- Do not save e-mails which contain general discussions, private e-mails or other e-mail which do not include business matters.
- Create a filing system for e-mails which you may need and be able to retrieve quickly.
- For example: create an e-mail folder called “facilities work order/schedules”.
In short, you are. The Records Management Department does not act in an enforcement or policing capacity. We provide guidance and services designed to promote compliance with the Texas State Library's regulations, but the ultimate responsibility for the orderly maintenance and disposal of university records lies squarely in the hands of the departments/programs to which the records themselves belong.
The important thing to remember is that good Records Management is not a "project", undertaken periodically like spring cleaning. It is a business practice, and should be incorporated into the everyday routine of any university employee who handles official departmental records.
As defined by the Government Code, §441.180(11), a state record is any written, photographic, machine-readable, or other recorded information created or received by or on behalf of a state agency or an elected state official that documents activities in the conduct of state business or use of public resources.
To put it another way, a record consists of any document created or received by your department in the course of official university business. It can be a sheet of paper, a computer file, an e-mail, a videotape, a sound recording, a photograph - the medium is pretty much irrelevant. Whether hand-written in calligraphy on parchment or whipped up in seconds on a PC, a record is the property of the state, and must be handled according to established regulations.
Records Management (RM) is defined as the management of records (paper, magnetic media, photographic media, etc.) from their creation to their final disposition. Virtually every employee within an organization performs records management in one form or another. The hum-drum, everyday nature of document filing, however, leads many to underestimate the importance of the task. As a matter of fact, the management of records has been described as the most fundamental and necessary activity of any organization.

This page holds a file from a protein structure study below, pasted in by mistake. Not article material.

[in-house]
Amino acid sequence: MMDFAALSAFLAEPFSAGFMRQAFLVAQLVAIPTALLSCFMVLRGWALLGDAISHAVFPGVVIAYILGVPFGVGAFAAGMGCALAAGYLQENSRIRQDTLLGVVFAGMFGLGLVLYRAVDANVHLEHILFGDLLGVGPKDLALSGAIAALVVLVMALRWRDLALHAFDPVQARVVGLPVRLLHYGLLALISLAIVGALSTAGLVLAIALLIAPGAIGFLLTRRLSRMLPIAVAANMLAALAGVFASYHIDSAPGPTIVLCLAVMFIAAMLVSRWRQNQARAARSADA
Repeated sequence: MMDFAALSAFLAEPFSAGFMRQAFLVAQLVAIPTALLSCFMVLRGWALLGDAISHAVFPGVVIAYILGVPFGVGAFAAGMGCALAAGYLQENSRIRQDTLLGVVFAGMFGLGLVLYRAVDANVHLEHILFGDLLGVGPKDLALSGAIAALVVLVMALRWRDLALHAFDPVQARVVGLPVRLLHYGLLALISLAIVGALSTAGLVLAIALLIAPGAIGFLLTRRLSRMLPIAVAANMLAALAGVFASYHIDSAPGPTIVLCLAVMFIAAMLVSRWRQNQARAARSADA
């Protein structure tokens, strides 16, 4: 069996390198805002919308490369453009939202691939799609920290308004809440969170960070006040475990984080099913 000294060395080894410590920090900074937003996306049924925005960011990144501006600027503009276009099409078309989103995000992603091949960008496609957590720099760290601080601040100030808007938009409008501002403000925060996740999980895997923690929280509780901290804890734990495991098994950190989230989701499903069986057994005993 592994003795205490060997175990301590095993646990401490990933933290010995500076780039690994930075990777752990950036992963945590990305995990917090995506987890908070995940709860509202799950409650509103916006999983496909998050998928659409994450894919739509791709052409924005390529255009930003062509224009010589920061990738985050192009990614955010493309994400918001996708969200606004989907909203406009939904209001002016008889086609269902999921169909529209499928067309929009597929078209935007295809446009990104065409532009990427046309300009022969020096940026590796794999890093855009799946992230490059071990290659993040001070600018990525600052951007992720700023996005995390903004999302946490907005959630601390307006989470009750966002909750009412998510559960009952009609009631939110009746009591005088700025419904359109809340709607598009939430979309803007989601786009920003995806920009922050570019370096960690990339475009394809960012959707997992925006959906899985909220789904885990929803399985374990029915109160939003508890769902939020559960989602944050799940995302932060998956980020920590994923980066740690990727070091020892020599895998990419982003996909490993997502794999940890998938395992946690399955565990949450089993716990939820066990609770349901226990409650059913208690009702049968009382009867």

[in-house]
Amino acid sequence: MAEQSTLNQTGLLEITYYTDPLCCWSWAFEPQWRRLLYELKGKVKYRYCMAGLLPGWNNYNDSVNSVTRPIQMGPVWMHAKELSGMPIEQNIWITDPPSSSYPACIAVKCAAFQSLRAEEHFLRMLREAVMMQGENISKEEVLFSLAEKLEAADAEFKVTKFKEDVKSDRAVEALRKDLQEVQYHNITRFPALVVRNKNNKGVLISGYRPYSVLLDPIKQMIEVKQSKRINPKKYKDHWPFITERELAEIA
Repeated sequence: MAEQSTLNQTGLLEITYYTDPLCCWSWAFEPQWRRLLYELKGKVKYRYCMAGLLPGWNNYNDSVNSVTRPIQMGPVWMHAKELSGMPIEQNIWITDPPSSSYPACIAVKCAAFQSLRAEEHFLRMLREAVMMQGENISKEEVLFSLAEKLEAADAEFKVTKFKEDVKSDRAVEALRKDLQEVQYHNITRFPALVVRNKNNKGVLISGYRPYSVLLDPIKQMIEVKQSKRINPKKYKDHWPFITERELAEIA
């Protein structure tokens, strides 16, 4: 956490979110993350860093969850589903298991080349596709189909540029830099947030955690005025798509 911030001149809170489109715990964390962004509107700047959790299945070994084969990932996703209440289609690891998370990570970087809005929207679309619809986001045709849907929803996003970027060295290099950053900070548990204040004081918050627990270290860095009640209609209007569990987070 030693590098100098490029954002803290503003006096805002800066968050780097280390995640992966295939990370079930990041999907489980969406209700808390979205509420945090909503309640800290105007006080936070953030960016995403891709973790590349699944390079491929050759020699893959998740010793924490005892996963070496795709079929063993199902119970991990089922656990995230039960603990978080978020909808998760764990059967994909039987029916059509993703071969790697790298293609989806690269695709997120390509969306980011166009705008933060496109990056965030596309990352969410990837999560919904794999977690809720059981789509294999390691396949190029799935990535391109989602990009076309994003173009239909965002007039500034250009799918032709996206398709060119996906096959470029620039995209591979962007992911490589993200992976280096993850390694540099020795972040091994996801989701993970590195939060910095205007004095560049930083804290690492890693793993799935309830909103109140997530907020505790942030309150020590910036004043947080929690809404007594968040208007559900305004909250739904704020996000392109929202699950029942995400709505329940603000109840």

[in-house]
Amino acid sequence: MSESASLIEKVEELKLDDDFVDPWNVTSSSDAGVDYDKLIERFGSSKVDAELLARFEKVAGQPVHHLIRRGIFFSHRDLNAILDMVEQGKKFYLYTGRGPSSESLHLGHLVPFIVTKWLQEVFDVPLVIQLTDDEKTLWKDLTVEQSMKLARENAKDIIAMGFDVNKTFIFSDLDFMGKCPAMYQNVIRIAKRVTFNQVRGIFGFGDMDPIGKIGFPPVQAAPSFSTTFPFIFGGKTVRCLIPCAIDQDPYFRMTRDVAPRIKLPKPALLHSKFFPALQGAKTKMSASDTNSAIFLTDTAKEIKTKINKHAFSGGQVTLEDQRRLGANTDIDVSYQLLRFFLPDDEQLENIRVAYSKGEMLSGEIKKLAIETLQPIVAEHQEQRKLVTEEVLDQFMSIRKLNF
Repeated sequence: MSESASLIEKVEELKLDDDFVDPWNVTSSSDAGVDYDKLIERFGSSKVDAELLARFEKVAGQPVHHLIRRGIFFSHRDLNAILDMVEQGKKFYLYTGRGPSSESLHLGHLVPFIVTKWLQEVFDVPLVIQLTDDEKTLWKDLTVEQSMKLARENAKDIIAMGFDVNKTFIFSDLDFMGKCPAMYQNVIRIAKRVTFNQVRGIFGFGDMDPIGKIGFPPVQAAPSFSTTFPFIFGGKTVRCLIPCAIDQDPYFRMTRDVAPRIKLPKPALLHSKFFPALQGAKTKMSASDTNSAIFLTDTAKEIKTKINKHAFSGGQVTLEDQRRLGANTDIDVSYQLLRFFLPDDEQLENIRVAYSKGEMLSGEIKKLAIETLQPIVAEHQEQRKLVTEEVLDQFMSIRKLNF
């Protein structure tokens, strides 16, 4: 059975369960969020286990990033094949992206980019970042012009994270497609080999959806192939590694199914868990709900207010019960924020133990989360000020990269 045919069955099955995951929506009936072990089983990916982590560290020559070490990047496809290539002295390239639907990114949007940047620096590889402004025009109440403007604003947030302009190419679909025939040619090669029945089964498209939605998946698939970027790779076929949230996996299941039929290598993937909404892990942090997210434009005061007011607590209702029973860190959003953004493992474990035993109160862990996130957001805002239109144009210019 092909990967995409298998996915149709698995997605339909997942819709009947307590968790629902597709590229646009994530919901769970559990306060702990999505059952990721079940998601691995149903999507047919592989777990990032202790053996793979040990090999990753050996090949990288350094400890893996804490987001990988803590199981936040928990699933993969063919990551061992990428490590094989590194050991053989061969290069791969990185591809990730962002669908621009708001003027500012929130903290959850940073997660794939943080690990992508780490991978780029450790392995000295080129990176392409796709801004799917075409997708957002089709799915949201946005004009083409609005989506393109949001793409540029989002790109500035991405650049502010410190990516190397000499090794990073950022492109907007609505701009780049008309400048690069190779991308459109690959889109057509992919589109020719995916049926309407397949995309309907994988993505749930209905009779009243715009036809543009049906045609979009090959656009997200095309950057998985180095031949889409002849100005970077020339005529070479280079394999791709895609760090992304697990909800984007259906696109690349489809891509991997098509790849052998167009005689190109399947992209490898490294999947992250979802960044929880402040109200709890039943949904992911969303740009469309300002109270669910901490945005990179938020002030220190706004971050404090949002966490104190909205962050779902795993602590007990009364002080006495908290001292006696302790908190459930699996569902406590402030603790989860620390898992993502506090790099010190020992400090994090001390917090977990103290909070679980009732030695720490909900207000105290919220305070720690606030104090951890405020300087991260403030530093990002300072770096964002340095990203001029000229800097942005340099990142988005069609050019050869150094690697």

Simplystated, the Records Retention Schedule is a listing of the types of documentseach university department receives or generates in the course of officialbusiness. Each classification is assigned a retention period, a duration oftime for which all documents of that type must be maintained. The RetentionSchedule also includes other kinds of information: whether documents of a giventype are open or confidential; vital or non-vital; typically stored in paper orelectronic form.
For a number of reasons. An organization's records serve as the principal artifacts of its own institutional history, preserving day-to-day business, internal and external communication, financial transactions and more. Without complete and accurate records, responsibly maintained, an organization is highly vulnerable to any number of consequences resulting from accidents, natural catastrophes, lawsuits, etc.